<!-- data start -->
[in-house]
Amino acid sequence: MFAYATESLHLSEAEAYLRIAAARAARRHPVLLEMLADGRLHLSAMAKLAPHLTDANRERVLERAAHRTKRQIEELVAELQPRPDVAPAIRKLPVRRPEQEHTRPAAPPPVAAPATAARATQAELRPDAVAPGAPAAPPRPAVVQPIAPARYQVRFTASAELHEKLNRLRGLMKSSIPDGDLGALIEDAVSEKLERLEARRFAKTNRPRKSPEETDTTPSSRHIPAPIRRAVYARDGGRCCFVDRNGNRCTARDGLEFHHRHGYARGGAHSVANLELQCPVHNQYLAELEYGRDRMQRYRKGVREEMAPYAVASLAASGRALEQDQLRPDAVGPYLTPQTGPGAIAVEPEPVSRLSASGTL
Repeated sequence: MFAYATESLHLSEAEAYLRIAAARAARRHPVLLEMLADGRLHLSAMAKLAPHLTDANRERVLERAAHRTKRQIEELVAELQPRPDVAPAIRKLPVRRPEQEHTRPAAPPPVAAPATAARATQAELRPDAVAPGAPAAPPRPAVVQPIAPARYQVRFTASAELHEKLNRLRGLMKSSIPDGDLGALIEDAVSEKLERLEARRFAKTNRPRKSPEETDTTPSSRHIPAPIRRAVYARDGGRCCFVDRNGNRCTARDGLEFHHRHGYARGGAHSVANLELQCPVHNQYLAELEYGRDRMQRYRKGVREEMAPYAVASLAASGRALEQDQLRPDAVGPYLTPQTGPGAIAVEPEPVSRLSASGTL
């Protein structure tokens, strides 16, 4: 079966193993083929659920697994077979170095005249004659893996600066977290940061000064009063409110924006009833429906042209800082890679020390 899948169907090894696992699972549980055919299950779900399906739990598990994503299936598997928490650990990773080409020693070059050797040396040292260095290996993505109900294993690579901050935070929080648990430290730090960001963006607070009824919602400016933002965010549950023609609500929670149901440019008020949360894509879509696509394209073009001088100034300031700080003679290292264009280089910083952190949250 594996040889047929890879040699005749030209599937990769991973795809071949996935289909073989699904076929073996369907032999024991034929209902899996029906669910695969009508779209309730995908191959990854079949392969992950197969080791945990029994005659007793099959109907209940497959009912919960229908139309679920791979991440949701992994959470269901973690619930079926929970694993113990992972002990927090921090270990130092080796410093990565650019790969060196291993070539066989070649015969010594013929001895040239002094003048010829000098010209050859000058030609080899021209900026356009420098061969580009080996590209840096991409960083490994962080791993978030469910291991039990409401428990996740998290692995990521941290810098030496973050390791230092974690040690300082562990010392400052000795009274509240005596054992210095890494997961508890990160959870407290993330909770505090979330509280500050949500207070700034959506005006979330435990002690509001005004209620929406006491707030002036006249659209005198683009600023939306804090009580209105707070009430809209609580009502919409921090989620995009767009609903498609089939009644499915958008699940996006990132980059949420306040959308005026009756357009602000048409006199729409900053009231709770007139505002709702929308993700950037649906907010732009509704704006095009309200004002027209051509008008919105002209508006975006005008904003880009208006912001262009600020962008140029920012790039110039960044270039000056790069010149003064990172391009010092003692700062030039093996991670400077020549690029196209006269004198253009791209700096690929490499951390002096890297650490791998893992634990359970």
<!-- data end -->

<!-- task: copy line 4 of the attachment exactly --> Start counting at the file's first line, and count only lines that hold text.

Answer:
């Protein structure tokens, strides 16, 4: 079966193993083929659920697994077979170095005249004659893996600066977290940061000064009063409110924006009833429906042209800082890679020390 899948169907090894696992699972549980055919299950779900399906739990598990994503299936598997928490650990990773080409020693070059050797040396040292260095290996993505109900294993690579901050935070929080648990430290730090960001963006607070009824919602400016933002965010549950023609609500929670149901440019008020949360894509879509696509394209073009001088100034300031700080003679290292264009280089910083952190949250 594996040889047929890879040699005749030209599937990769991973795809071949996935289909073989699904076929073996369907032999024991034929209902899996029906669910695969009508779209309730995908191959990854079949392969992950197969080791945990029994005659007793099959109907209940497959009912919960229908139309679920791979991440949701992994959470269901973690619930079926929970694993113990992972002990927090921090270990130092080796410093990565650019790969060196291993070539066989070649015969010594013929001895040239002094003048010829000098010209050859000058030609080899021209900026356009420098061969580009080996590209840096991409960083490994962080791993978030469910291991039990409401428990996740998290692995990521941290810098030496973050390791230092974690040690300082562990010392400052000795009274509240005596054992210095890494997961508890990160959870407290993330909770505090979330509280500050949500207070700034959506005006979330435990002690509001005004209620929406006491707030002036006249659209005198683009600023939306804090009580209105707070009430809209609580009502919409921090989620995009767009609903498609089939009644499915958008699940996006990132980059949420306040959308005026009756357009602000048409006199729409900053009231709770007139505002709702929308993700950037649906907010732009509704704006095009309200004002027209051509008008919105002209508006975006005008904003880009208006912001262009600020962008140029920012790039110039960044270039000056790069010149003064990172391009010092003692700062030039093996991670400077020549690029196209006269004198253009791209700096690929490499951390002096890297650490791998893992634990359970």